The end of summer in San Francisco is a glorious, unnerving wake-up call.
On one of the handful of days when it hits in the 80s the cord of wood and the presto logs you laid in for July look odd in your living room. The ski jacket you keep in the back seat of the car strikes you as absurd.
You almost forget that for the 4th of July your children wear mittens to hold sparklers, the little sticks burning in the fog as if in a blizzard; that every summer you long for a Christmas in July Block Party because the fog is so white and cold someone should be giving gifts. The thought of us stumbling through the whiteness in red caps with mistletoe and eggnog in July, barely able to recognize one another from four feet away, delights me.
At the end of summer, the sun shines on the entire city, not just the privileged Mission. And when it’s really hot -- 92 the other day -- neighbors of more than decade fling up portico windows you didn’t know could open; you see the color of their drapes for the first time as they blow in a breeze.
Do I dare wear a…sundress? Dare I kick the down comforter to the end of the bed (though surely not into the closet, silly you.) Ice tea tastes wonderful again and everyone attacks the ice cube tray for drinks other than cocktails.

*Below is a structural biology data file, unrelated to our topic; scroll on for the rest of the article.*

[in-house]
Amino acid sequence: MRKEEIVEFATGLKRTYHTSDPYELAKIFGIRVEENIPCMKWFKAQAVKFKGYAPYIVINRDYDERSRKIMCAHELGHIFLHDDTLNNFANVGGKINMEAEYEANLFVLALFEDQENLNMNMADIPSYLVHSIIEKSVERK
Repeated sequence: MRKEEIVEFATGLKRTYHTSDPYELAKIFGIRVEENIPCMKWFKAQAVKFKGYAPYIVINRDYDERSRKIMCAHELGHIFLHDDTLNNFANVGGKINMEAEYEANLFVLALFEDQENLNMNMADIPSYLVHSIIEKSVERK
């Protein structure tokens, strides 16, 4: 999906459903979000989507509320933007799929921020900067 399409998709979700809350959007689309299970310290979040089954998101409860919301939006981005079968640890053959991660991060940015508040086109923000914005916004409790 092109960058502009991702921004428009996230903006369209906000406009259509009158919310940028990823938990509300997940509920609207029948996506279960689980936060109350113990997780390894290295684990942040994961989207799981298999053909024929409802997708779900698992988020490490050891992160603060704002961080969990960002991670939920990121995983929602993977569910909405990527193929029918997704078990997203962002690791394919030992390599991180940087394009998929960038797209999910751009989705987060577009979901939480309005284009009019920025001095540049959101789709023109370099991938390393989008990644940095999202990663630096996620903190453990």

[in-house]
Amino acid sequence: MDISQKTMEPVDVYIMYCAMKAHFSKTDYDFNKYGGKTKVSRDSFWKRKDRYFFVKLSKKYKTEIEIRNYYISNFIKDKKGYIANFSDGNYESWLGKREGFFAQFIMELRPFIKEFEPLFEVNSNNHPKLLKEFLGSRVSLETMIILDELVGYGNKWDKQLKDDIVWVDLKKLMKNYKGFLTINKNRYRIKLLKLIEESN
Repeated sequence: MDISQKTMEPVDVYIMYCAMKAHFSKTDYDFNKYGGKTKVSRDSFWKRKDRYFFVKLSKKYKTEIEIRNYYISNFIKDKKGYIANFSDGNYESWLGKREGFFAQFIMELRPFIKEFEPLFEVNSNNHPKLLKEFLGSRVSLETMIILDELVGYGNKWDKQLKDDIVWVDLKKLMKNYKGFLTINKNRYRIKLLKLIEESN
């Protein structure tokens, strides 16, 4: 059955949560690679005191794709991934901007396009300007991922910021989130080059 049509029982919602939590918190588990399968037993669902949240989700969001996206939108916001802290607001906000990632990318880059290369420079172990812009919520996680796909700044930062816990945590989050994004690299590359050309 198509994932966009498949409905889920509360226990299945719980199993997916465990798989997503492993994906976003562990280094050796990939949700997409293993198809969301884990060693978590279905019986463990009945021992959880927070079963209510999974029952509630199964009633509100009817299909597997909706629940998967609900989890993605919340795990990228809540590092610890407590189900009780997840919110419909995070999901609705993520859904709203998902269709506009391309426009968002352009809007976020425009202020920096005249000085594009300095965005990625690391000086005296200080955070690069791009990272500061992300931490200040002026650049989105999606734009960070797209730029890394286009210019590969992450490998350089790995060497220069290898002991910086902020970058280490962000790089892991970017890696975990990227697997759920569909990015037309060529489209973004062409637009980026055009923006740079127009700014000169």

The dog pants and saliva drips off his tongue, reminding me to be thankful for once that I don’t have fur.
A man hawks strawberries on the street corner, improbably red and luscious, product of elsewhere’s sunshine.
So it’s out to the beach, maybe barefoot, the dripping sweat reminding me that I have a cleavage and oh yes, a river between my shoulder blades as well. Glorious end of summer! Then up over the Portola hill toward the dog run park, the bright blue ski against the white stucco houses with red tile roofs that cling to hills like the Italian coast.
And then there it is, San Franciso’s reminder to never assume, to be thankful every moment: in this neighborhood, fog so thick you can’t see the end of the parking lot. Dogs running by in fog-bound silhouette like the English moor, stateside rendition of hounds of Baskerville. The Central Valley heat that has made the strawberries is sucking in the fog so we get a bit of heat today and then we sacrifice ourselves for the betterment of avocados and berries; we will crawl under our thermal blankets tonight for the sake of broccoli and artichokes.
The chill shocks you once again and you happily reach for the ski jacket to cover your sundress. Glorious city, mercurial summer.
Causes Jess Wells Supports
Doctors Without Borders, Amnesty International, Friends of the Urban Forest, The Heifer Project, Forests Forever, NRDC